Telecoms

The talk of China

Chinese demand for smartphones has HTC quadrupling shipments

Very handy: an HTC smartphone

In most cases, being sued is a nasty business. But for HTC, legal action may not be all bad news. It’s recognition for the Taiwanese smartphone maker that it is being viewed as a serious player in the industry – and, amazingly, only four years after the brand was launched.

In early March, Apple filed two lawsuits in the US against HTC, claiming infringement of 20 Apple patents. The Cupertino-based company alleges that HTC “manufactured, imported, and sold… without license, many technologies developed by Apple and protected by patent issued to and owned by Apple and its fully-owned subsidiaries.”

Litigation of this type should regarded as a rite of passage, say some in the industry. “This is what happens in Silicon Valley,“ reckons Gary Chia, head of Greater China research at the Yuanta Securities in Taipei. “When you’re big enough to become a threat, I’ll slap a suit on you sometimes just to slow you down.”

Perhaps there is some truth to that. One in six smartphones sold in the US are made by HTC (short for High Tech Computer) and the company is also releasing new smartphones with technology that “matches the iPhone in terms of user interface and smoothness of touch-control functionality,” says Vincent Liao, an analyst at KGI Securities.

HTC has denied Apple’s accusations and countersued the US firm in May.

HTC’s rising clout in the telecoms sector has surprised industry insiders. The firm previously toiled in relative obscurity as an outsourcing partner for Western brands. But four years ago, it changed tack and started developing its own-brand handsets.

The move was not without risks, not least that existing clients would choose to sever ties with an emerging rival. The company also had to shift from a corporate culture that focused on execution to one that promoted innovation.

But action was essential. “We needed to establish new competency before we got into trouble,” is how Peter Chou, the chief executive of HTC, puts it.

In the long run, Chou says, Taiwanese electronics firms which concentrate on lower-margin contract manufacturing and assembly will not be able to compete with their Chinese rivals. Profit margins were already shrinking, so Chou decided that HTC needed to build its own brand to survive.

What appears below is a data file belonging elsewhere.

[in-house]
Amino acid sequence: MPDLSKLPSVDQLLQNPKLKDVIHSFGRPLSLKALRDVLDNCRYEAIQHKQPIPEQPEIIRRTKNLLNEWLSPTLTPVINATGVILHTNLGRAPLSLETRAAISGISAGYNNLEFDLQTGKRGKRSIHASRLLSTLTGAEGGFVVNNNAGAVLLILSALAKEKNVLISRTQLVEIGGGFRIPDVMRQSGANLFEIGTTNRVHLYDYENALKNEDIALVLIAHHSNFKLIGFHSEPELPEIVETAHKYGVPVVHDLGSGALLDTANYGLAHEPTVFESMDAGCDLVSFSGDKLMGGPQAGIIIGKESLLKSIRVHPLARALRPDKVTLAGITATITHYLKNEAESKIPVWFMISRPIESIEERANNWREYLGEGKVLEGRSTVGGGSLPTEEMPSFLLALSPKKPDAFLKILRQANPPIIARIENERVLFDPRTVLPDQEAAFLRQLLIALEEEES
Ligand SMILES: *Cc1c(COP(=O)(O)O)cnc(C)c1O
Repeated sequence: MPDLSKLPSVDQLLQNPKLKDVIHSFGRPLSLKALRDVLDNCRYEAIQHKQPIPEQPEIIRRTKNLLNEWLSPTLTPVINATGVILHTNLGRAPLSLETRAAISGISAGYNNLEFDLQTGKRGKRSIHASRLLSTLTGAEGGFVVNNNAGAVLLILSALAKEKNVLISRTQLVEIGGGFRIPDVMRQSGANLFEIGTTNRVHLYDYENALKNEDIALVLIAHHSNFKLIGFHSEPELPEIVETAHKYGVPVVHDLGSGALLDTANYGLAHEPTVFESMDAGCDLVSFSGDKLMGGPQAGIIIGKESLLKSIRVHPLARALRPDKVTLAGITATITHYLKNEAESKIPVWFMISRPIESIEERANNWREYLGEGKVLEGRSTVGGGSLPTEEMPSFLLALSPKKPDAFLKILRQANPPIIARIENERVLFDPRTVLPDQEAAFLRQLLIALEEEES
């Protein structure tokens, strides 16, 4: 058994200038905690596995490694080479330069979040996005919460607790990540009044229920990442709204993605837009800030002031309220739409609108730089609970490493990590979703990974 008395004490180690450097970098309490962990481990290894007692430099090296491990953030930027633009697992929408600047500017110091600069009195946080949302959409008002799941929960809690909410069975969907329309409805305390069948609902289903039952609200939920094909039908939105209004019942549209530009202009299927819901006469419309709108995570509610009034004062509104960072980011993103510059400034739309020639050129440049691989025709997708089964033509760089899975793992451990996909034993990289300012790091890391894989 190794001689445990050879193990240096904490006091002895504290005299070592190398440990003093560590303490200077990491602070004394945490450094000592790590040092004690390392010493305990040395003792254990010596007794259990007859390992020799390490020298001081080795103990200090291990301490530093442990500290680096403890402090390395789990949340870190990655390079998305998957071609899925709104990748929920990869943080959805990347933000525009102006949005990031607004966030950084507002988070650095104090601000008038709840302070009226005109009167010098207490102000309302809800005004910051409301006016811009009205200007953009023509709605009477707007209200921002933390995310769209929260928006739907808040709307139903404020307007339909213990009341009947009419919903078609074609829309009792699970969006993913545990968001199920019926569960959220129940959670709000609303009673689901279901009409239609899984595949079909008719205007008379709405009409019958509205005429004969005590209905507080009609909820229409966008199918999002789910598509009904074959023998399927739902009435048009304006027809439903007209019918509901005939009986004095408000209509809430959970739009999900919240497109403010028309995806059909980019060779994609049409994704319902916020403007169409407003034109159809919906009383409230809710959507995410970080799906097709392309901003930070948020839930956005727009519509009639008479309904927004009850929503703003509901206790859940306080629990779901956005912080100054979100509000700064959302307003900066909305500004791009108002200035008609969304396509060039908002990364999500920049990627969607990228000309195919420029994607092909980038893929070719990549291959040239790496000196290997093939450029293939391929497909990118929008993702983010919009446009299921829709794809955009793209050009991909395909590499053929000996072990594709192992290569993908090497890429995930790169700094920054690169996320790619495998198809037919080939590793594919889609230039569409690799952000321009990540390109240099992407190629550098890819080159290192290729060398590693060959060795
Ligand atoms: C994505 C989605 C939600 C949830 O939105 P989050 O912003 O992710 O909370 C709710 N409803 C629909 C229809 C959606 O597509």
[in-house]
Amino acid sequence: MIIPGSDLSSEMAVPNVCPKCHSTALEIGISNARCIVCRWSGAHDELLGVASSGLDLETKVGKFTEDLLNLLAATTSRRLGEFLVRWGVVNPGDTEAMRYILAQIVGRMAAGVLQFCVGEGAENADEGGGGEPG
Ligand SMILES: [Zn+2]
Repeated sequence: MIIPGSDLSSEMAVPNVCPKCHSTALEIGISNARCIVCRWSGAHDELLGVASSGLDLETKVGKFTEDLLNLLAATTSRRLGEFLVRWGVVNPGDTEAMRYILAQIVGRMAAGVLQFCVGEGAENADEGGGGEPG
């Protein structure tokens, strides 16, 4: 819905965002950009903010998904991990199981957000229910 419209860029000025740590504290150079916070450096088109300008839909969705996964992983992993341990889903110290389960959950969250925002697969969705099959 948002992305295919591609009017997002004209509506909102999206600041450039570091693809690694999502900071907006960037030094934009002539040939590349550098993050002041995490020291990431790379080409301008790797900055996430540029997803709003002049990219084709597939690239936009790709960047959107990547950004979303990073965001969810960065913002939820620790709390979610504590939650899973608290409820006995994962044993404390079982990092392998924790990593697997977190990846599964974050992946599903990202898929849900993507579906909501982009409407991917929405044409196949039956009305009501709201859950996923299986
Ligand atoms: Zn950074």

The turnaround on the new strategy has been a rapid one. In the fourth quarter of 2009, 95% of HTC’s revenue came from phones sold under its own brands.

According to research firm IDC, HTC ranks behind Nokia, BlackBerry maker Research in Motion and Apple in worldwide smartphone shipments. But some of its new phones, like the recently launched Evo 4G and Droid Incredible, are selling out. As it turns out, it’s not only the iPhone 4G that requires that names go on waiting lists.

HTC is now turning to sales in China itself, where it does not have much of a presence yet. Chou said the company plans to introduce six models with its partner, China Mobile, this year. It will also invest in additional manufacturing capacity outside of its current production in Shanghai and Suzhou. Though HTC does not disclose actual sales in China, it shipped 1.6 million handsets there last year. It plans to almost quadruple that this year.

Good news for China Mobile, no doubt. The wireless operator has been trying to lure subscribers to its 3G service with handsets made by Dell and Lenovo. But HTC’s growing influence is likely to give the wireless operator more ammunition in its domestic struggle with China Unicom, which has partnered with Apple to distribute the iPhone.


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